The book is also pretty much a masterpiece of plotting. Most books that head north of the 600 page mark falter at some point; it takes a lot to sustain a story for that long. But (in my edition) clocking in at over 800 pages, Miéville’s story does not ever really falter. The main antagonist of the piece (these terrifying slake moths) doesn’t even show up until 300 pages in: at that point, I was convinced that the story was going to be about the criminal underworld and the government and all these people trying to get ahold of Isaac and his research. And while that stuff does stick around, it’s only one facet of a very multifaceted gem.  It’s only once he’s gotten you comfortable that he introduces a whole new angle to the story and you realize that he’s taken the time – because that’s what it is: time-taking, care, patience – to build the world enough for his safety and necessity to then let the plot kick off.

And boy oh boy does it kick off. Suddenly, some bad shit is happening (pun slightly intended, for those who’ve read it) and it looks like nearly everyone is powerless to stop it. And yet Miéville’s imagination keeps churning: he’s not content to have made up all these things but he is gonna keep going, upping the ante, and making the receptive reader smile every time he does. My favorite moment of this comes at (as I recall) roughly the midway point, when he introduces two things with such ease that I laughed and put down the book and tried to explain it to my girlfriend and my dad (who happened, unfortunately for them, to be nearby). The short explanation is that the government of New Crobuzon, running out of options, decides to go to two possible sources for help. The first is the ambassador to Hell. And although this is one scene, playing out over only a few pages, it’s a near-perfect encapsulation of everything that Miéville does well: he introduces an idea, goes through it rigorously, and delivers with the perfect efficiency – whatever that might be for the moment. You trust the author so much that a simple explanation like “Usual rules in Melluary. Seven words, inverted.” just lands perfectly and you don’t need any more or any less: you are just right there with him and the characters.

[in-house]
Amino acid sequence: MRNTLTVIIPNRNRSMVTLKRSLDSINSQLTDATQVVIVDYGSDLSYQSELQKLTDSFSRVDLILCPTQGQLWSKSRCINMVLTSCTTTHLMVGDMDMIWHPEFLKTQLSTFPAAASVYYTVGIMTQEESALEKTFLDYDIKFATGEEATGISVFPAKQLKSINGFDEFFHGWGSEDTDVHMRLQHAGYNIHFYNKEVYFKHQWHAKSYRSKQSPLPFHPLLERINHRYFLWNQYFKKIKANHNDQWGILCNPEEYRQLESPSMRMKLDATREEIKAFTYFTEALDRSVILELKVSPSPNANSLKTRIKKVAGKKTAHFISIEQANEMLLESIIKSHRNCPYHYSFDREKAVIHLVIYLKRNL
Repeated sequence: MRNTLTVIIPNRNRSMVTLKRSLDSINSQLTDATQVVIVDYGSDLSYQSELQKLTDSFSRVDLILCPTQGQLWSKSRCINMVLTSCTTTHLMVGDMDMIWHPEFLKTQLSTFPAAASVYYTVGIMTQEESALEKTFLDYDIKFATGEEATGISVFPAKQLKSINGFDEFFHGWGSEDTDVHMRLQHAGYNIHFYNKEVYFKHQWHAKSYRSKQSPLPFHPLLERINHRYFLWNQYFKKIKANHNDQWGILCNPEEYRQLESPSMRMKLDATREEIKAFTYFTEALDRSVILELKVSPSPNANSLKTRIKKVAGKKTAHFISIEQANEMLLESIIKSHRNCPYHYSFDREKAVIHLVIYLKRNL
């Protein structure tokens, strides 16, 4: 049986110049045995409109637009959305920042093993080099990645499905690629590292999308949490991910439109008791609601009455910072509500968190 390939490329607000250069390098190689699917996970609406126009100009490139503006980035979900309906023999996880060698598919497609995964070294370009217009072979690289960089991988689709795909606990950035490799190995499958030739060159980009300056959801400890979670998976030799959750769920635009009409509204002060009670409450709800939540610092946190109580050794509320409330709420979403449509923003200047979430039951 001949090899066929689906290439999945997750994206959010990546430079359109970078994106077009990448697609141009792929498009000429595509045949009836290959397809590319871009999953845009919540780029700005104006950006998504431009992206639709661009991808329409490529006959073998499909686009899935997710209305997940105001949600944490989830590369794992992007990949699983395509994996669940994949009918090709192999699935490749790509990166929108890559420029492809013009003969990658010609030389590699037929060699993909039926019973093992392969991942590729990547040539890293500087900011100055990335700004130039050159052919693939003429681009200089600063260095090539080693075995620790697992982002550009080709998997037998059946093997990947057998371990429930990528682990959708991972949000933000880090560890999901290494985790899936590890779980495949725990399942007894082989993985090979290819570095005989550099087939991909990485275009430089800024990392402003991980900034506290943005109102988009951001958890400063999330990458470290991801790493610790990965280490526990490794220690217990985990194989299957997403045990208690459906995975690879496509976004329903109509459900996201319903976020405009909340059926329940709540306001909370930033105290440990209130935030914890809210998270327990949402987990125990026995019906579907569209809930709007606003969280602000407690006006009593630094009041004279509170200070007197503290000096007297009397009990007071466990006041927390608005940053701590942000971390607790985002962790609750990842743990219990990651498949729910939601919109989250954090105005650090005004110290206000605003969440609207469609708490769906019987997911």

The second introduction is that of the Weaver, an inspired mental creation in a book full of inspired mental creations. I should point out that I hate spiders (who doesn’t, really) – but even as I shivered imagining the Weaver, I was also entranced by it as a creation. It speaks in a strange flowing poetry, it’s a gigantic spider-creature-thing that can dance through dimensions and seems to have a mercurial, almost childish sense of entertainment about our world. The moments where it arrives in the novel gave me what I can only describe as glee, it is such a tremendous creation. And yet, when it is introduced, Miéville does the job of setting it up with a ruthless and perfectly-pitched efficiency, because at this point (around the halfway point of the novel) the reader is so attuned to his style and pace and what’s going on that he can drop in this otherwise-insane creation without anybody batting an eye.

Rating: 5+ out of 5. I could go on and on, because there is so much here – I haven’t even addressed the CI (the Bas-Lag version of AI), Motley, the deft and potent way Miéville addresses sexual violence via the garuda, the politics of New Crobuzon (corrupt, vaguely fascist government vs. secretly-printing-paper revolutionaries), ‘illicit’ love, and so on. Miéville drops about four novels’ worth of ideas into this book – and somehow manages to address them all pretty adequately. There’s nothing here where I think “oh, he really forgot about that” or “aw man, that was all?” – but instead, it’s all handled with brash intelligence and jaw-dropping confidence. If I hadn’t already decided it, I’d be deciding it now: Miéville is absolutely one of my favorite authors. I will read anything this man writes.

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6 comments